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Newly-listed BioNTech buys Neon to boost cell therapy assets

German biotech has agreed to pay $67m in the deal


Just weeks after its $150m initial public offering, German biotech BioNTech has acquired troubled US counterpart Neon Therapeutics, adding to its cell therapy portfolio.

BioNTech has agreed to pay $67m for Cambridge, Massachusetts-based Neon, which ended 2019 on a sour note by dropping its clinical-stage personalised cancer vaccine NEO-PV-01 after disappointing data in phase 2 in lung, bladder and skin cancers, slashing its staff and refocusing on various preclinical candidates.

BioNTech said the deal would expand its CAR-T and T cell receptor (TCR) pipeline, allowing it to tap into Neon’s portfolio of cancer neoantigens – newly formed antigens that have not been previously recognised by the immune system that can differentiate malignant from healthy cells.

The lead drug in that programme is NEO-PTC-01, a T-cell therapy targeting shares RAS oncogenes in solid tumours, initially heading for a clinical trial on metastatic melanoma patients who are not responding to treatment with checkpoint inhibitor drugs like Bristol-Myers Squibb’s Opdivo (nivolumab) and Merck & Co’s Keytruda (pembrolizumab).

Also in the pipeline is NEO-STC-01, another RAS-targeted therapy that is in preclinical development and is being pitched as a possible therapy for pancreatic cancer. BioNTech also gets rights to Neon’s neoantigen-hunting platform, which relies on sequencing patients’ tumours.

Neon’s valuation in the deal is $2.18 per share, well above its closing share price of $1.23 ahead of the announcement but a fraction of the $16 per share the company secured for shares in its IPO less than two years ago.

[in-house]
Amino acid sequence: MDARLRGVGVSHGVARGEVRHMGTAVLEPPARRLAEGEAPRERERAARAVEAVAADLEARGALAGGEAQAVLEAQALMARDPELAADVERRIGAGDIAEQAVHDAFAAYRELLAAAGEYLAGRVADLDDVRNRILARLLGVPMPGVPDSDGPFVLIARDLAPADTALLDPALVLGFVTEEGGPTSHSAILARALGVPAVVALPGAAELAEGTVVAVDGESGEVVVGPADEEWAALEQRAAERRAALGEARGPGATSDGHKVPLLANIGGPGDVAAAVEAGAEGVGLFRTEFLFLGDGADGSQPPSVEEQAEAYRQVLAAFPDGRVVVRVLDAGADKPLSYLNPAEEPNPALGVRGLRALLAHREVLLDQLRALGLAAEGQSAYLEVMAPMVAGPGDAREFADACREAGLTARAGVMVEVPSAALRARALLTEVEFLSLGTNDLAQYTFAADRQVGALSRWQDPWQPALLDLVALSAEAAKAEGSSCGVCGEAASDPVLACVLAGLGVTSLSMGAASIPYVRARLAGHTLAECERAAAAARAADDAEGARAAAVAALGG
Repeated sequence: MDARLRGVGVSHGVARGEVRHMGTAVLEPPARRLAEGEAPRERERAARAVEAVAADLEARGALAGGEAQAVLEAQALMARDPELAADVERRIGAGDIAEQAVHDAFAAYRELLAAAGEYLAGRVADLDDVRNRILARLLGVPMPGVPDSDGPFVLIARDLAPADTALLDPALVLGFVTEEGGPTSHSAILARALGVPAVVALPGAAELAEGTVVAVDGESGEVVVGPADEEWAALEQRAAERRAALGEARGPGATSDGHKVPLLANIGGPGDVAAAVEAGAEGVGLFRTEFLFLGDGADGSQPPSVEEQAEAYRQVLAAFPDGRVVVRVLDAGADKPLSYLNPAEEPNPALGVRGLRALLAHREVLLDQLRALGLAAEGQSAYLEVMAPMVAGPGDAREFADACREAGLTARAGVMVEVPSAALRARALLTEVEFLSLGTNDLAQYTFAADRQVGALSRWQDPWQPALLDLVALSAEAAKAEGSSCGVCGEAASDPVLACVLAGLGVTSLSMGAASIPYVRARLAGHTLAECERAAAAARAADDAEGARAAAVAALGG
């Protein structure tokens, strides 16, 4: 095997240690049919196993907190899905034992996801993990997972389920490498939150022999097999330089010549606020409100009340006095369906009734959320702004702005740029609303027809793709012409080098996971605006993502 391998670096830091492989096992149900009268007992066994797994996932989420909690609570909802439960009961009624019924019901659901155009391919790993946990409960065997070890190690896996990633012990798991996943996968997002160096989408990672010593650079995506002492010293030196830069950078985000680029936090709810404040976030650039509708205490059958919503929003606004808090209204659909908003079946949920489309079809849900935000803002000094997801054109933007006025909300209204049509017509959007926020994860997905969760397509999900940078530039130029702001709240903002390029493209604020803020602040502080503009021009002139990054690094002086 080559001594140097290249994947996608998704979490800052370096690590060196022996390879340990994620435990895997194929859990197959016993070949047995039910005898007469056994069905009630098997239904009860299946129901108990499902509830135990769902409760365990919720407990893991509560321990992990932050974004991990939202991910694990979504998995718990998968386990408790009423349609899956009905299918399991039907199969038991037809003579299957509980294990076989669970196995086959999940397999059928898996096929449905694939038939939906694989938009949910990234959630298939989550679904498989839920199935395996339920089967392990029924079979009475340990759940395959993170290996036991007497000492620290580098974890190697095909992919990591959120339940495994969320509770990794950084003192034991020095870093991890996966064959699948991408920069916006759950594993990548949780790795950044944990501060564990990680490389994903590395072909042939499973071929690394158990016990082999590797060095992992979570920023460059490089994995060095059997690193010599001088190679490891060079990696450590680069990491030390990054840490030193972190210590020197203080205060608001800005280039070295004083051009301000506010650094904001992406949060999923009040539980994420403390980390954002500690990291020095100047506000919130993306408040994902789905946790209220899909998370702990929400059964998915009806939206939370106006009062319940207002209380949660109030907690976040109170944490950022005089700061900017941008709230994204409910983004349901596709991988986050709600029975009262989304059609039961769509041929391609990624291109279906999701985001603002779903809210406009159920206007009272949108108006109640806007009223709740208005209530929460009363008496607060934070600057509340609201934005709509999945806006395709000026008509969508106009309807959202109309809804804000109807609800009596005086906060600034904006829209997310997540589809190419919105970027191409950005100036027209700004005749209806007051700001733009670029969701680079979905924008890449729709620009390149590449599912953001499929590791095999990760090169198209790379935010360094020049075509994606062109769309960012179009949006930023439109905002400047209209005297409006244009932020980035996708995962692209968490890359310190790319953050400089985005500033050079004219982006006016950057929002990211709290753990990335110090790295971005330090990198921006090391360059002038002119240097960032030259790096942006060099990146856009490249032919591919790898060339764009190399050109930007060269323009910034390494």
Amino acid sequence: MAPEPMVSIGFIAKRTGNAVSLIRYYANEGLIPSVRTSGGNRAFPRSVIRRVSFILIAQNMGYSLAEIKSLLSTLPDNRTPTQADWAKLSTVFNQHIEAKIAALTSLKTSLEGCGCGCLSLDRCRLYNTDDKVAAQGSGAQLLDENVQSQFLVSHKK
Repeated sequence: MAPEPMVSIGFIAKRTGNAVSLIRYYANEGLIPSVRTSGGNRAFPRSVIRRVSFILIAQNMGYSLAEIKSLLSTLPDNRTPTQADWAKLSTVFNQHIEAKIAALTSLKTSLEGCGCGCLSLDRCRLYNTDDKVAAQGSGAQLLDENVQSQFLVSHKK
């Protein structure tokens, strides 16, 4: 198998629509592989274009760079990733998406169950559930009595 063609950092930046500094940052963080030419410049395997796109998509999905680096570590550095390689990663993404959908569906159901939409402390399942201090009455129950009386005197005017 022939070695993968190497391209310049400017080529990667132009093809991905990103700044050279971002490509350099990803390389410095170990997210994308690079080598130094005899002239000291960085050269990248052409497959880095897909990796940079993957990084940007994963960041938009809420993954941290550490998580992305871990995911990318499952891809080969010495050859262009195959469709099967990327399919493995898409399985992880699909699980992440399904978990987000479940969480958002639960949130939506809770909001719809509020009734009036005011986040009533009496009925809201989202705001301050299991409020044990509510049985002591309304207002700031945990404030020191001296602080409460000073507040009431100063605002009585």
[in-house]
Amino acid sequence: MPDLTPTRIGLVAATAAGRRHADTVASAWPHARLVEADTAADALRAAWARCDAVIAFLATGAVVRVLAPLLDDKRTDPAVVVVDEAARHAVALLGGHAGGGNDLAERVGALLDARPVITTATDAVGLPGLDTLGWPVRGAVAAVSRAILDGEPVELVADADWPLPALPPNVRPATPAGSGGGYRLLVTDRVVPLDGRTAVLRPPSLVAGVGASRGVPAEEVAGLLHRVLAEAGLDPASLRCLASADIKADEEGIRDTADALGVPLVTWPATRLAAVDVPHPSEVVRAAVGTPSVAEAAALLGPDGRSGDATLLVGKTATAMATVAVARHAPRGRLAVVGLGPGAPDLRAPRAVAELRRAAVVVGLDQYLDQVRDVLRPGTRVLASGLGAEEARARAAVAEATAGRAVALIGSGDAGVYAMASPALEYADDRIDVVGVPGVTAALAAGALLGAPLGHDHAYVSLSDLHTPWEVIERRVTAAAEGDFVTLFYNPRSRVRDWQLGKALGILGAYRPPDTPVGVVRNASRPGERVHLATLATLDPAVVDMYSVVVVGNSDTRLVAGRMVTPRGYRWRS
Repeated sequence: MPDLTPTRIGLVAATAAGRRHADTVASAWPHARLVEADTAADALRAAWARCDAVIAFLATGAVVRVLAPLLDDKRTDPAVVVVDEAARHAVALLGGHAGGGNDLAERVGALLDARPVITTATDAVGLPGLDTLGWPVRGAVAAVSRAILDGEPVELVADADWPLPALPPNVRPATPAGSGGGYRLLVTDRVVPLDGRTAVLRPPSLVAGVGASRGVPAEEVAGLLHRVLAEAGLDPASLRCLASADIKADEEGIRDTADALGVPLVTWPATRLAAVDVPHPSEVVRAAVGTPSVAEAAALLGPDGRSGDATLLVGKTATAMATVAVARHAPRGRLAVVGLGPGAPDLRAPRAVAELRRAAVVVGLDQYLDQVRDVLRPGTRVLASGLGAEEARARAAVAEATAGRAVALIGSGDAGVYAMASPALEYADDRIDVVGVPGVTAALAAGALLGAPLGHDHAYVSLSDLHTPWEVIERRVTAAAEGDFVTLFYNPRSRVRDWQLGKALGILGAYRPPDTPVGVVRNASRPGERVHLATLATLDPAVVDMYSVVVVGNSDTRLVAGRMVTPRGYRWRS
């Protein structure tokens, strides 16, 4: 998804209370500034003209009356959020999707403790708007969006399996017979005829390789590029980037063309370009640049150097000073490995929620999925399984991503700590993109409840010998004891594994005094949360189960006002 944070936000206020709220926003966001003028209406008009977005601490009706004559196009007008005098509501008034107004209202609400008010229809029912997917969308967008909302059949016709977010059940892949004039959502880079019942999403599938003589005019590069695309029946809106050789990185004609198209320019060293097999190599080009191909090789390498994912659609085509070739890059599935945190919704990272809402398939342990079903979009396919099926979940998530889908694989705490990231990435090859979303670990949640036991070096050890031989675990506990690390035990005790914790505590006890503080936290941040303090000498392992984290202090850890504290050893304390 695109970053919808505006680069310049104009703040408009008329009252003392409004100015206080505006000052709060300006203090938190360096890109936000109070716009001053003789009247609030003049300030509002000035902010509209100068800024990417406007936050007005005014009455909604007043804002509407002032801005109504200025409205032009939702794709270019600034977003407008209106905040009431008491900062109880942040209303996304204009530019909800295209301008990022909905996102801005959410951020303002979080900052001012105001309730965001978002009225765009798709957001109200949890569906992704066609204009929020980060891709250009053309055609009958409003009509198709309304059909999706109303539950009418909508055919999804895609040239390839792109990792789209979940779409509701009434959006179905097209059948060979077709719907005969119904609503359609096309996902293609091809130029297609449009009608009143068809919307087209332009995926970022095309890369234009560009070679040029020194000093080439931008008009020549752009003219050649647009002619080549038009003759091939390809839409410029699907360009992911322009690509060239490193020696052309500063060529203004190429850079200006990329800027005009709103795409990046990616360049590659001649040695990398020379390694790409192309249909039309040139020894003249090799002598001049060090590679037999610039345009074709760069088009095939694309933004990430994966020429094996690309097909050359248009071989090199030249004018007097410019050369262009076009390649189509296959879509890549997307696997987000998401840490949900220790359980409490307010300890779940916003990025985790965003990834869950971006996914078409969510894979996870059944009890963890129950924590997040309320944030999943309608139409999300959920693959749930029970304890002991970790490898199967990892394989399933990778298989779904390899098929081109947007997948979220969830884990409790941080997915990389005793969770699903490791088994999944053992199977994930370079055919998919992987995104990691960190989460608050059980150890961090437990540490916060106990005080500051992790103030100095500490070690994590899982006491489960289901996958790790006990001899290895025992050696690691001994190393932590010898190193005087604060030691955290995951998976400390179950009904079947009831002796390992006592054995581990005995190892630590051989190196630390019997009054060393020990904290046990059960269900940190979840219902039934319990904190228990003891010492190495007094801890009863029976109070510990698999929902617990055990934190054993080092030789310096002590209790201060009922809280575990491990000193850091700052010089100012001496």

Mainz-based BioNTech specialises in drugs and vaccines based on messenger RNA (mRNA) and has already secured a string of big pharma partners including deals with Pfizer, Sanofi, Roche, Eli Lilly and Bayer.

In a statement, BioNTech said the deal would give it a US hub for research and clinical development, with Neon operating as a subsidiary company.

“This acquisition fits with our strategy to expand our capabilities and build our presence in the US and further strengthens our immunotherapy pipeline,” said Ugur Sahin, the German biotech’s chief executive.

“I am particularly excited about the adoptive T cell and neoantigen TCR therapies being developed by Neon, which are complementary to our pipeline and our focus on solid tumours.”

Neon is still conducting follow-up on a second trial of NEO-PV-01 in patients with untreated non-small cell lung cancer (NSCLC), with data due in the third quarter of 2020, giving an outside chance of a positive surprise for the programme.

Article by
Phil Taylor

17th January 2020

From: Sales



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